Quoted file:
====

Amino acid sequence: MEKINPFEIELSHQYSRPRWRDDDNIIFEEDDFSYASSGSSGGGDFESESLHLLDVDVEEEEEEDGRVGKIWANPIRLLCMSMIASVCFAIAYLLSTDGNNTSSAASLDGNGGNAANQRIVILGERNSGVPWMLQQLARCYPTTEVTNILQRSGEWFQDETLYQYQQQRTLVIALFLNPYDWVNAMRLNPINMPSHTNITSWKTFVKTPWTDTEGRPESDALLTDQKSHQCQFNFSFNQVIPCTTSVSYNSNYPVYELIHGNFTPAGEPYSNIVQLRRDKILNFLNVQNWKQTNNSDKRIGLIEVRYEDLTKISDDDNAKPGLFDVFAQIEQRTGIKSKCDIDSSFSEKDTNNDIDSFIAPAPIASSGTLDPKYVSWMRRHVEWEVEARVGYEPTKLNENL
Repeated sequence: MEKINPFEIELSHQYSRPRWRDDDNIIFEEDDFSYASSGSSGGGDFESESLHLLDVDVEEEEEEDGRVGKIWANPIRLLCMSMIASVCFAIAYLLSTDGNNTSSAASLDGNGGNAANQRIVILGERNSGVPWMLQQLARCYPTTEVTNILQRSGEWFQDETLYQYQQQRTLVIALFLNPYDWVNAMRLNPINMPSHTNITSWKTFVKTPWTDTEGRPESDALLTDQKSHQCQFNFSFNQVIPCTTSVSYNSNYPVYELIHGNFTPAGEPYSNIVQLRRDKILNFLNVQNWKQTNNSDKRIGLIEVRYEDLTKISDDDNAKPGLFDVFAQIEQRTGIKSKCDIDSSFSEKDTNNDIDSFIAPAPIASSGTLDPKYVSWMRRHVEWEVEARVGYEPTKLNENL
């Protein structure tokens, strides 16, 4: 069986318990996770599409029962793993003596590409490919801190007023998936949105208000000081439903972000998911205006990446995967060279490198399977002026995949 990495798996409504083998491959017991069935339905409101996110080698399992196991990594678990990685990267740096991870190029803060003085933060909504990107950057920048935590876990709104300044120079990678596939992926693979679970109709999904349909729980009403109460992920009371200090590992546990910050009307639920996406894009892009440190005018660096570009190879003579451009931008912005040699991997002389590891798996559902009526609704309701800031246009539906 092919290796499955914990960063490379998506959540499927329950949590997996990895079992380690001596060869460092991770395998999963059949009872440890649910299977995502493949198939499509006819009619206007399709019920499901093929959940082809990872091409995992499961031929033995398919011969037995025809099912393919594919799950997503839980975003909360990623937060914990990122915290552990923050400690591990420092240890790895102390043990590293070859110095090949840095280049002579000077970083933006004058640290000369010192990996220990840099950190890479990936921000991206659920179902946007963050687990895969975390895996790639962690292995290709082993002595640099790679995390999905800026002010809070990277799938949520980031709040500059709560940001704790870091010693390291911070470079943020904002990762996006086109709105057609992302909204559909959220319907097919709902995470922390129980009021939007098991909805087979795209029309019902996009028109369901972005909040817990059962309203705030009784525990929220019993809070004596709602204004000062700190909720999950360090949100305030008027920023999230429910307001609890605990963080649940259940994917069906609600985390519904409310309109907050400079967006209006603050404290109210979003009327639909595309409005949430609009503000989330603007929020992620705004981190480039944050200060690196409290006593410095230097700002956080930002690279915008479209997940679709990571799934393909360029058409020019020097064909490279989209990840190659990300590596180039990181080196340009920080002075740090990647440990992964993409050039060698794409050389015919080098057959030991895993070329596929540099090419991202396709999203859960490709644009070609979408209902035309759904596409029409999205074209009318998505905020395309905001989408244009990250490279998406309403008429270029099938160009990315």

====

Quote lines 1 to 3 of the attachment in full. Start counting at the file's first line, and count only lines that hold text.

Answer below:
Amino acid sequence: MEKINPFEIELSHQYSRPRWRDDDNIIFEEDDFSYASSGSSGGGDFESESLHLLDVDVEEEEEEDGRVGKIWANPIRLLCMSMIASVCFAIAYLLSTDGNNTSSAASLDGNGGNAANQRIVILGERNSGVPWMLQQLARCYPTTEVTNILQRSGEWFQDETLYQYQQQRTLVIALFLNPYDWVNAMRLNPINMPSHTNITSWKTFVKTPWTDTEGRPESDALLTDQKSHQCQFNFSFNQVIPCTTSVSYNSNYPVYELIHGNFTPAGEPYSNIVQLRRDKILNFLNVQNWKQTNNSDKRIGLIEVRYEDLTKISDDDNAKPGLFDVFAQIEQRTGIKSKCDIDSSFSEKDTNNDIDSFIAPAPIASSGTLDPKYVSWMRRHVEWEVEARVGYEPTKLNENL
Repeated sequence: MEKINPFEIELSHQYSRPRWRDDDNIIFEEDDFSYASSGSSGGGDFESESLHLLDVDVEEEEEEDGRVGKIWANPIRLLCMSMIASVCFAIAYLLSTDGNNTSSAASLDGNGGNAANQRIVILGERNSGVPWMLQQLARCYPTTEVTNILQRSGEWFQDETLYQYQQQRTLVIALFLNPYDWVNAMRLNPINMPSHTNITSWKTFVKTPWTDTEGRPESDALLTDQKSHQCQFNFSFNQVIPCTTSVSYNSNYPVYELIHGNFTPAGEPYSNIVQLRRDKILNFLNVQNWKQTNNSDKRIGLIEVRYEDLTKISDDDNAKPGLFDVFAQIEQRTGIKSKCDIDSSFSEKDTNNDIDSFIAPAPIASSGTLDPKYVSWMRRHVEWEVEARVGYEPTKLNENL
């Protein structure tokens, strides 16, 4: 069986318990996770599409029962793993003596590409490919801190007023998936949105208000000081439903972000998911205006990446995967060279490198399977002026995949 990495798996409504083998491959017991069935339905409101996110080698399992196991990594678990990685990267740096991870190029803060003085933060909504990107950057920048935590876990709104300044120079990678596939992926693979679970109709999904349909729980009403109460992920009371200090590992546990910050009307639920996406894009892009440190005018660096570009190879003579451009931008912005040699991997002389590891798996559902009526609704309701800031246009539906 092919290796499955914990960063490379998506959540499927329950949590997996990895079992380690001596060869460092991770395998999963059949009872440890649910299977995502493949198939499509006819009619206007399709019920499901093929959940082809990872091409995992499961031929033995398919011969037995025809099912393919594919799950997503839980975003909360990623937060914990990122915290552990923050400690591990420092240890790895102390043990590293070859110095090949840095280049002579000077970083933006004058640290000369010192990996220990840099950190890479990936921000991206659920179902946007963050687990895969975390895996790639962690292995290709082993002595640099790679995390999905800026002010809070990277799938949520980031709040500059709560940001704790870091010693390291911070470079943020904002990762996006086109709105057609992302909204559909959220319907097919709902995470922390129980009021939007098991909805087979795209029309019902996009028109369901972005909040817990059962309203705030009784525990929220019993809070004596709602204004000062700190909720999950360090949100305030008027920023999230429910307001609890605990963080649940259940994917069906609600985390519904409310309109907050400079967006209006603050404290109210979003009327639909595309409005949430609009503000989330603007929020992620705004981190480039944050200060690196409290006593410095230097700002956080930002690279915008479209997940679709990571799934393909360029058409020019020097064909490279989209990840190659990300590596180039990181080196340009920080002075740090990647440990992964993409050039060698794409050389015919080098057959030991895993070329596929540099090419991202396709999203859960490709644009070609979408209902035309759904596409029409999205074209009318998505905020395309905001989408244009990250490279998406309403008429270029099938160009990315």